Sorreta family reopens Binurong Pt. to public
 
Baras, Catanduanes  ·  
posted 19-Dec-2018  ·  
559 views  ·   0 comments  ·  
Photo By Sorreta family
VIRTUALLY THE ENTIRE VILLAGE. of Guinsaanan, Baras turned up at base camp to celebrate the reopening of Binurong Point last Dec. 5, 2018 after the Sorreta family decided in favor of the tour guides and tourism stakeholders who strongly urged the landowner to reconsider its earlier decision to close the attraction to the public. Here, Mayor Chito Chi, Fr. Butch Buena and other local officials as well as national agency representatives joined the tour guides in expressing their gratitude to Col. Jose Sorreta (in dark vest) for allowing them to earn extra income from the popular destination.

Keep Binurong Point the way it was 10 years ago.

This was the only request the family of Col. Jose Sorreta made to the people of Catanduanes, particularly the residents of Guinsaanan, Baras, as the popular Binurong Point was reopened to the public last Dec. 5, 2-018.

Speaking for the family, his son Vicente “Teng” Sorreta said he saw the effect the social media bashing had on his father.

“We thought of closing the site permanently but we saw how your love for my father,” he disclosed during the brief ceremony at the base camp in Guinsaanan.

“Isa lang ho sana ang bilin ko, ituloy natin ang pag-maintain ng Binurong Point,” Teng appealed to the tour guides, residents and the municipality of Baras headed by Mayor Chito Chi. “Kung gaano siya kalinis 10 years ago, sana ganun pa rin. Huwag nating payagan na madumihan or masira ang natural resources ng Binurong Point.”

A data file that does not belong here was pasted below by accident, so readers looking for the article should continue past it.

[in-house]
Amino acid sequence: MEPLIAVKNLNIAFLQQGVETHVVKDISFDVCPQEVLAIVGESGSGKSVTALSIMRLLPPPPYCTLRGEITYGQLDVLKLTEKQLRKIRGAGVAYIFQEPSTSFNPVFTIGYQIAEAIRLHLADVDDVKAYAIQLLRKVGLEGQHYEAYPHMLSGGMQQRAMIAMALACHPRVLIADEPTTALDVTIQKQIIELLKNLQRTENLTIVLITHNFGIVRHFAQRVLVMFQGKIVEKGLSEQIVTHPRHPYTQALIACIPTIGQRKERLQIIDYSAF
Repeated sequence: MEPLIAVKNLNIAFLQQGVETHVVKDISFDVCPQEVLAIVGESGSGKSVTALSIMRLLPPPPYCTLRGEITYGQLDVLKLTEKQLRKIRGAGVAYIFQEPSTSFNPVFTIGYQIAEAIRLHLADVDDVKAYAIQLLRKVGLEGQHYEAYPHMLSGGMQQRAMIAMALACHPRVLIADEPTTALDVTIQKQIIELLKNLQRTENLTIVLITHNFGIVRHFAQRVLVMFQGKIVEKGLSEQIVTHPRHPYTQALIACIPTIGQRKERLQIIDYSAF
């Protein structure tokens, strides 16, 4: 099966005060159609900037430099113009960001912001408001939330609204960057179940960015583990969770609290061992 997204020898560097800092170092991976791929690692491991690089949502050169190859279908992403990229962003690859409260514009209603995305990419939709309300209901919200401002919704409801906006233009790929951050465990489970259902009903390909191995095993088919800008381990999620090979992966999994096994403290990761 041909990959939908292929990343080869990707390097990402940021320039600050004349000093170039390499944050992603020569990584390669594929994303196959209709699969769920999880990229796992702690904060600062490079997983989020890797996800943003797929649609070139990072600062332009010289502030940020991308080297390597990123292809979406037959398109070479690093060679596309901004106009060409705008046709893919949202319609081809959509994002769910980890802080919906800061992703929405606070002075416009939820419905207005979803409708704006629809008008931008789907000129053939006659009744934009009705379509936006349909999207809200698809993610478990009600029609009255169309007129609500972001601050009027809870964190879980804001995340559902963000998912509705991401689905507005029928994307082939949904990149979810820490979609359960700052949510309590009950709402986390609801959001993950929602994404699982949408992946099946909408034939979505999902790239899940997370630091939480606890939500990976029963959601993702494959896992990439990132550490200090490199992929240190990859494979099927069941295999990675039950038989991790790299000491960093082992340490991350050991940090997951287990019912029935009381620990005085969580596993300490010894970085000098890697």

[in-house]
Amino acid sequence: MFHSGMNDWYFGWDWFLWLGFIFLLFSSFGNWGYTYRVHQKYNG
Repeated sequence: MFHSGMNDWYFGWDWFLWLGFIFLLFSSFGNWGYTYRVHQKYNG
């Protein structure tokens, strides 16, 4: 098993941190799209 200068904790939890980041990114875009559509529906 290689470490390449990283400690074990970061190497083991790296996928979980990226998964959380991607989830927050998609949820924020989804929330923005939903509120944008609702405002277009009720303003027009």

Col. Sorreta and Mayor Chi led the reopening of the tourist destination last week, with the people of Guinsaanan headed by barangay chairman Emerito Tariman welcoming the family, a few government officials, a group of aging war veterans, several tourism stakeholders and other guests with a parade of school children and the 60 members of the Binurong Point Tour Guides Association.

The war veterans, however, were not able to make it to the point itself as originally intended as the road leading to it was being worked on by a payloader at the time.

It may be recalled that the Sorretas closed the 18-hectare site to the public after the family was unfairly criticized for the alleged destruction of the surrounding forest and trail by a 4-wheel drive expedition to the point led by Teng Sorreta. It soon was made clear to the public that the family owns the entire site and that it kept its pristine state even after the one-night camp out of visitors from Manila.


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